‘Toxic Avenger’ battles evil, belts out songs
BY MIKE GORDON / firstname.lastname@example.org
Beware, bad guys, bullies and polluters: The Toxic Avenger is coming to Manoa and he’s bringing his brand of New Jersey justice. Plus a driving musical score that will remind you of Bon Jovi.
The avenger’s name is Toxie. He’s a 7-foot-tall mutant superhero who can sing.
‘THE TOXIC AVENGER’
Presented by Manoa Valley Theatre
» Where: Manoa Valley Theatre, 2833 E. Manoa Rd.
And when Toxie helps open Manoa Valley Theatre’s 45th season next week as the star of the hilarious musical “The Toxic Avenger,” those who know his story promise that audiences will leave each performance humming and head-bobbing as if they’ve just been to a 1980s rock concert.
“To me, when I read the script, it was like part rock concert and part comic book,” said the show’s director, Hannah Schauer Galli, who sees those two themes as a beautiful marriage.
“Well, those two can go together,” she said. “Put a superhero in the middle of a rock concert and suddenly he is the frontman of the band.”
The musical will be familiar to fans of the schlocky, violent cult movie of the same name. Created by filmmaker Lloyd Kaufman, it became a B-movie standard after it was released in 1984 by Troma Studios. The movie put the studio on the map and Toxie has become Troma’s official mascot.
But the musical, which first ran off-Broadway in 2009, has a different story even though its lead character is still a giant green mutant from New Jersey.
That didn’t matter to Galli, a veteran local director, until she learned who else was coming to Manoa: Kaufman.
The filmmaker is coming from his studio in Long Island City, N.Y., to Hawaii as a guest of Manoa Valley Theatre.
Kaufman is making the trip to Hawaii — his first ever — to support community theater and the cause of independent art, and he’ll also be visiting his cousin, local attorney Rick Fried.
“I hope he will just come out and rock out with us,” Galli said. “The script itself is not the same as the movie at all.”
Of course not. It’s a musical, not a horror story.
When Galli first heard the music for “The Toxic Avenger,” she thought of the rock concerts of her youth and especially the music of New Jersey band Bon Jovi. It was a natural connection: David Bryan, keyboard player for Bon Jovi, wrote the music and some of the lyrics. He was joined by playwright Joe DiPietro, who wrote the book.
To help cast members prepare for their parts, Galli shared her concert experiences. The 38-year-old Galli, who works as the costume manager at the University of Hawaii’s Kennedy Theatre, told the actors what it was like to be a screaming teenage girl who suddenly makes eye contact with the lead singer.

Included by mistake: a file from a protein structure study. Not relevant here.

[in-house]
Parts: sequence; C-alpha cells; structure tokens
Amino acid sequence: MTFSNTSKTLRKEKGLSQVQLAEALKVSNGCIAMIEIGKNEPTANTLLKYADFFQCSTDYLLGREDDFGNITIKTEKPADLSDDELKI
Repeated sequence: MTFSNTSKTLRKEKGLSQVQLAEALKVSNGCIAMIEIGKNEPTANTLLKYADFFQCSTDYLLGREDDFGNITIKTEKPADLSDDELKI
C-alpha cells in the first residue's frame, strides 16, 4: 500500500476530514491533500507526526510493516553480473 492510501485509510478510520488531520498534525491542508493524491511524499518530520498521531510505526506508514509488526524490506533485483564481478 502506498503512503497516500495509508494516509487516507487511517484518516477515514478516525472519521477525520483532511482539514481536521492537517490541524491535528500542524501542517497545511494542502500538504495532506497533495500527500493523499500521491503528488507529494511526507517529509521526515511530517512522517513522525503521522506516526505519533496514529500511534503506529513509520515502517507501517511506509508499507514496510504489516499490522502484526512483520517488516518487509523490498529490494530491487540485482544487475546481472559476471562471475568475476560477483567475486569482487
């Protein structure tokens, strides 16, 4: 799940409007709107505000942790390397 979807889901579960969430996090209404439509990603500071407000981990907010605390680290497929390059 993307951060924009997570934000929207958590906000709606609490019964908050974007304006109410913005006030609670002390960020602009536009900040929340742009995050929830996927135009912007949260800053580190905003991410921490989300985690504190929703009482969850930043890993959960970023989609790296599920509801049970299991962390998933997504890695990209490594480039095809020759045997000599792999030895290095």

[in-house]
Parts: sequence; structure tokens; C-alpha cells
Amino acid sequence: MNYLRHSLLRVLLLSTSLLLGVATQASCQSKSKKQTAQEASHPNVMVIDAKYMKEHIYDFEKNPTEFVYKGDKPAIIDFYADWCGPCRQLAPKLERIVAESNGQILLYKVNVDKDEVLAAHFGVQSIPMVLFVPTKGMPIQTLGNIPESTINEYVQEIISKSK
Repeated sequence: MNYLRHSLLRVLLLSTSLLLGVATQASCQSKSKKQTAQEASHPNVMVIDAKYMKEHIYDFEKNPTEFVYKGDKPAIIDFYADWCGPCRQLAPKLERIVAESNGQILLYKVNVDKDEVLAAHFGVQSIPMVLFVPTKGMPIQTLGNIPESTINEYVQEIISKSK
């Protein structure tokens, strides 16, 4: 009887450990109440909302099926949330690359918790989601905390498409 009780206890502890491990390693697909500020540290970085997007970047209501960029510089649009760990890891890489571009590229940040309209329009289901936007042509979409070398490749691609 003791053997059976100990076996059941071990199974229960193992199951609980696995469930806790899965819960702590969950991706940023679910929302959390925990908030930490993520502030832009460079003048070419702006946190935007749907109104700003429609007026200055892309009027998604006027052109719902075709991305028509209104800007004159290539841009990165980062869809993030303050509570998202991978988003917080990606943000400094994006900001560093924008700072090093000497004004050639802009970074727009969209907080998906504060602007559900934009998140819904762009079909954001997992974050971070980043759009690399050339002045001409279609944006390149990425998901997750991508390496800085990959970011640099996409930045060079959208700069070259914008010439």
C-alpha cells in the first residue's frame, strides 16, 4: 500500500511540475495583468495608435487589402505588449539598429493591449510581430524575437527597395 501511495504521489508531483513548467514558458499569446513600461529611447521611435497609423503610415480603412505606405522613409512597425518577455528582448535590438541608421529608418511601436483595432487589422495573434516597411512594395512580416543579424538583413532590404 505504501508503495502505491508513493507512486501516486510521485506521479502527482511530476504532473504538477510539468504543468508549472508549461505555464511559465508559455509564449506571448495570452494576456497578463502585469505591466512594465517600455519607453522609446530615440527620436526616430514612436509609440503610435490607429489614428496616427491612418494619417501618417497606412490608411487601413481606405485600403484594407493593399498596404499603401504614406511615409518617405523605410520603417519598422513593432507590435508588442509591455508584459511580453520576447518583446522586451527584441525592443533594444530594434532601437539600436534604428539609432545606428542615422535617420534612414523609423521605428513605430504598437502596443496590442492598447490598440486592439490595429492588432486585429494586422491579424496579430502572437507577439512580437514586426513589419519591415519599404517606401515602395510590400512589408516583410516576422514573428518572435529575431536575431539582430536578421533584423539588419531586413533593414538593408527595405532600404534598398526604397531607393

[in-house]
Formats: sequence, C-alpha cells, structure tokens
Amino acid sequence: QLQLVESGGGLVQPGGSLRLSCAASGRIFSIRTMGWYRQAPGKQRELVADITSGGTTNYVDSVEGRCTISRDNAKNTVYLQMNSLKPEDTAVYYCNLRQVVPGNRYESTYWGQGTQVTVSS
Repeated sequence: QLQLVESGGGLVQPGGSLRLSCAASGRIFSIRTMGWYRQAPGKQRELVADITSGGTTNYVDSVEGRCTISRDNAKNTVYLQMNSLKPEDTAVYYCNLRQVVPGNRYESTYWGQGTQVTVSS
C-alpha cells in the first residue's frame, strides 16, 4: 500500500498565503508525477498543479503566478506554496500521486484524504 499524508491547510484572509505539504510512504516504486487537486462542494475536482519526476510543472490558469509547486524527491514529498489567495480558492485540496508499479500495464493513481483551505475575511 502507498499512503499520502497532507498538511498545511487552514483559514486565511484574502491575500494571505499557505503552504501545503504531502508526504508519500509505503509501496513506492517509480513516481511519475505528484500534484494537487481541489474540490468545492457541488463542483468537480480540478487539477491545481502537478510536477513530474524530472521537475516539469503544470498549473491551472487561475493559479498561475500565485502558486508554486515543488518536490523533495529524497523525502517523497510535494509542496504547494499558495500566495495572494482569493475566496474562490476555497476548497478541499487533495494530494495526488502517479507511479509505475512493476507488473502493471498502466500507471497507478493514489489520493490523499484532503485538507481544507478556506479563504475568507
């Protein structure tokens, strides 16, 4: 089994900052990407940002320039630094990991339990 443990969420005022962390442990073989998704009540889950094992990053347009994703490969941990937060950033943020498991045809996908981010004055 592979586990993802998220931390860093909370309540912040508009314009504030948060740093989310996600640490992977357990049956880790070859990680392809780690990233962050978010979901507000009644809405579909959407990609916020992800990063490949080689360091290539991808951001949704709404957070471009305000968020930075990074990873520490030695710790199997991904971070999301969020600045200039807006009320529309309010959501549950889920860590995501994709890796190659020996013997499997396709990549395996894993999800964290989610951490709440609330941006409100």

“For those two hours at a concert you are more alive than at any other time,” she said. “The music is loud and pumping through the floor. There are lights. There is something about that heightened experience that is similar to a comic book, where everyday life isn’t like the everyday life we know.”
Such is the story of “The Toxic Avenger.” The hero of the musical is Melvin Ferd the Third, a skinny, mild-mannered geek who wants to clean up Tromaville — the most polluted town in New Jersey. But the efforts by this would-be environmentalist are sidetracked — or so it would first appear — when he’s dumped in a vat of radioactive toxic waste.
Melvin doesn’t die and instead becomes a gooey green freak with superhuman strength and a bad disposition. He’s Toxie.
Joshua Haili-Silva stars as Melvin/Toxie. It’s his first lead role, and he said he’s ready for a lot of green makeup and a chance to rock on stage.
His last production was two years ago in Paliku Theatre’s “Phantom of the Opera.” He was part of the ensemble. One song and then he helped move sets.
Haili-Silva wants Toxie to come across like a rock star.
“If you can’t enjoy the music yourself, if you can’t enjoy getting into it, just rocking out, then no one else will feel it,” he said. “So going up to the band and getting in their face and singing with them while they rip out a nice chord, that’s what makes it. It’s super fun.”
Kaufman can hardly wait to see it. He said he likes the musical adaptation, which is the third one created after his film became a cult favorite.
The first version, which he saw, was produced by a fan group in Portland,
Ore., that called it “Toxic Avenger: The Musikill.” Another group in Omaha, Neb., staged its own version. Unlike most Hollywood producers, Kaufman didn’t care.
“We let them do it,” Kaufman, 67, said in a phone call. “We didn’t try to squeeze them. They were fans. We believe in sharing art.”
The producers of the off-Broadway version were inspired by the Omaha production and hired DiPietro and Bryan, who found a way to broaden the appeal of Troma Studios’ campy humor. When it ran off-Broadway, the audience ranged from senior citizens to Troma Studios fans “with tattoos and things coming out of their noses,” Kaufman said.
“They have mainstreamed ‘The Toxic Avenger,’” Kaufman said. “And yet the hilarity has been more than preserved. It’s been amplified.”
But that’s not his best praise.
“You go out singing all the songs,” he said. “And the lyrics are witty. It’s wonderful.”